Ogier: Five is just a number, what is beautiful for me is my emotion
"It’s a nice number, but..."
Where had it come from? Why now? Sebastien Ogier didn’t care. He was just glad to see it again.
Real, genuine emotion of the damp-eyed order – the sort not often seen from Ogier. Clearly, the number five suits the Frenchman. He wasn’t so sure.
“Five is just a number,” said Ogier. “Of course, it’s a nice number, but, you know, I could never have imagined to be in this position to win five titles. I could never imagine to be driving in this championship, so this feels great.
“But what is beautiful for me is my emotion. When I finished that last stage… I can’t explain, but in this short period of time, I have the strongest emotion I ever had in rallying. It’s not the strongest in my life, when my son was born it was more special, but in the sport it was. I don’t know why it was like this, why I felt like this. But I am happy I got this emotion, I’m happy this sport can still make me feel like this.”
Ogier declined a million and one opportunities to share his inner thoughts on which contract he might or might not sign in the coming weeks, but in those words it sounded like he might have reconsidered one option. If it had been in his mind, an emotionally charged end to Wales Rally GB on Sunday could well have turned his thinking around and away from retirement.
If Ogier really needed help in discovering the source of his feelings in north Wales last weekend, he would do well to reflect on where he was 12 months ago.
This time last year, the superstar from Gap celebrated another championship with Volkswagen. But with the champagne still fizzing, the news broke that the German manufacturer was walking.
Ogier was out of a job.
Granted, he had offers of work, but nothing offered the same sort of consistency he’d become used to for the last five years. Volkswagen had become his home. His fortress. His castle. And now they’d all been razed.
Rebuilding would take a massive effort from him and his co-driver Julien Ingrassia.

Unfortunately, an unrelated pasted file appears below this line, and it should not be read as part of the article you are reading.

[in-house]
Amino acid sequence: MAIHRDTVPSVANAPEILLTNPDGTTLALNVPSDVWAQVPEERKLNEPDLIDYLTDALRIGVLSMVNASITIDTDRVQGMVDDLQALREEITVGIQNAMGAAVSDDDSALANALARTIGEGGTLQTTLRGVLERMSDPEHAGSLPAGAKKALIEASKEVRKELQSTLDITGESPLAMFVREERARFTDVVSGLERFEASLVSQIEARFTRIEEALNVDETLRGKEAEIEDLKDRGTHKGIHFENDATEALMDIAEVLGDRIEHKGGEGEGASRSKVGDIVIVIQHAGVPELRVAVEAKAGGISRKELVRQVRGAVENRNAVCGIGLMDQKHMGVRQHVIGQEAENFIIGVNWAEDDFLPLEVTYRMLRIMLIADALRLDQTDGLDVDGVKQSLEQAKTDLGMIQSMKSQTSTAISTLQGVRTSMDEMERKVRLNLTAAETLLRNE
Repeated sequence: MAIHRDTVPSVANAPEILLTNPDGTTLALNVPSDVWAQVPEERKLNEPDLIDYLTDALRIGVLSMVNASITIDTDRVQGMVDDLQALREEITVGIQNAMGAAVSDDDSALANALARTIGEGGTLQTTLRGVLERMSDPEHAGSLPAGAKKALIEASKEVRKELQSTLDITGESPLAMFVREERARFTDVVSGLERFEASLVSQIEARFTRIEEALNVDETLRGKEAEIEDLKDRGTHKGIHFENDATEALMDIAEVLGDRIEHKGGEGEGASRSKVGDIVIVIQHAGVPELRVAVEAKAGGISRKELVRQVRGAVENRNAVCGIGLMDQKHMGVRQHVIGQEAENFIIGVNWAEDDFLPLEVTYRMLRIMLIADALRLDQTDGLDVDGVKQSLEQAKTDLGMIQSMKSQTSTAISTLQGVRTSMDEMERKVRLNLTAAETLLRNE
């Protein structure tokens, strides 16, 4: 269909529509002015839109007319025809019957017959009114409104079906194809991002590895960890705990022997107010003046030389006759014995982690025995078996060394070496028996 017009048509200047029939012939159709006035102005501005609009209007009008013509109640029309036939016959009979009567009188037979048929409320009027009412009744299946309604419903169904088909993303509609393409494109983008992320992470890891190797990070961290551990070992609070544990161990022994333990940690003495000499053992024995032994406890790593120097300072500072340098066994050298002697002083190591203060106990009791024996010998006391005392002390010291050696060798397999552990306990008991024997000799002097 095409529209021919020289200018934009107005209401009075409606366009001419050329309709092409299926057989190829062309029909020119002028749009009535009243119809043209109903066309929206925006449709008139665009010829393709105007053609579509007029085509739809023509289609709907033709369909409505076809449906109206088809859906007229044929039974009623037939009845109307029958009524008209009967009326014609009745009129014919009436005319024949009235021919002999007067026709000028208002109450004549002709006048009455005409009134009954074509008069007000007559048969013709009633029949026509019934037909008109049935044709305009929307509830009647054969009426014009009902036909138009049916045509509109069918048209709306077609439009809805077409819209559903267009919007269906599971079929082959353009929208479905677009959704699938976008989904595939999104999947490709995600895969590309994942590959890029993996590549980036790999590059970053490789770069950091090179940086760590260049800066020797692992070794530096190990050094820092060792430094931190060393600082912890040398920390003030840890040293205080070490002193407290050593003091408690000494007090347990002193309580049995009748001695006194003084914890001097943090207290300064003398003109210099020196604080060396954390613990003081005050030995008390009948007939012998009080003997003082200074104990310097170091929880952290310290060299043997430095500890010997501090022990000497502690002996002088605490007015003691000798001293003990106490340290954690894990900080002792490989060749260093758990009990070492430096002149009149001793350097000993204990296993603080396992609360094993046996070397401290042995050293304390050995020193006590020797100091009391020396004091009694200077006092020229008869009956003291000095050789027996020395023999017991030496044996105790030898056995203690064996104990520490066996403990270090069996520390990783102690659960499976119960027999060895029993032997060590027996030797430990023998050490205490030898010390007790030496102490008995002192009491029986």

“It was a bet to go with M-Sport,” he said, pausing for thought. “OK, maybe not a bet, but it was a challenge and we took this challenge. We won straight away in Monte Carlo and I didn’t expect that, but then there were some times when it was quite hard this year. In Finland I took two hard impacts, one of which was pure bad luck, but we kept working.
Ogier possesses the fairest of minds, so he’s wary of talking in terms of this being his hardest fight.
“The other championship might have looked a little easier from the outside, but they were tough too,” he said, unwilling to detract from Volkswagen’s efforts.
“But we did this with the smaller budget than the manufacturers. This one was special and it was special for Malcolm [Wilson, M-Sport team principal] and all of the team at M-Sport. I feel so proud of what we did this year. When you take a decision, like every decision in life, you have to believe it’s the right one and you look only forwards.”
Ogier has done that all season.
But he wasn’t on his game in Wales. At times on Friday, he struggled for rhythm through the mid-Wales woods. The unexpected sunshine and warm weather served simply to further complicate an already mind-boggling matrix of what gives grip on the forest roads in this part of the world.
Ogier was looking, searching too hard to find grip, to gain traction. Nothing was coming naturally.
“Mentally,” he said, quietly at the end of the Gartheiniog stage on Saturday, “I’m not with it. I’m struggling. I have to pick up more points.”
At that juncture, he was down to fourth and behind title rival Thierry Neuville. Suddenly, it was looking like the championship fight might go down to the wire in Australia.
Then, to make matters worse, he went off the road in the fog on Saturday night, punctured a tyre and damaged the wheel.
Maybe that was the point Ogier subconsciously refocused and reset. Lying in deep mud at the side of the road, the champ toiled to fix his car. He removed the disc, locked off the brakes lines and bled the system. He did this instinctively, with not a care for anything else.
And out of Saturday night’s darkness, came Sunday lunchtime’s light.
Through the final day, Ogier was absolutely on it. He knew what he had to do and he did it. Back to his ruthless, brilliant best.
But now, title tied down, it’s time to think again.
For the first time, Ogier revealed another offer. Not a counter-bid from Citroen or a revised proposition from M-Sport. No, this one came from much closer to home.
“My wife,” he said with a smile, “and my son, they would like me to sign to stay home. I don’t know. I have to think more.
“But like I said, what I’m happy for is this feeling I have from this rally. Really, I never had it so much in rallying. So much at the start of my career I was always look forward and always looking ahead to the next target, the next target. I didn’t enjoy the moment and the success we made. But now, with this maturity I have today it allows me to enjoy much more the present.”
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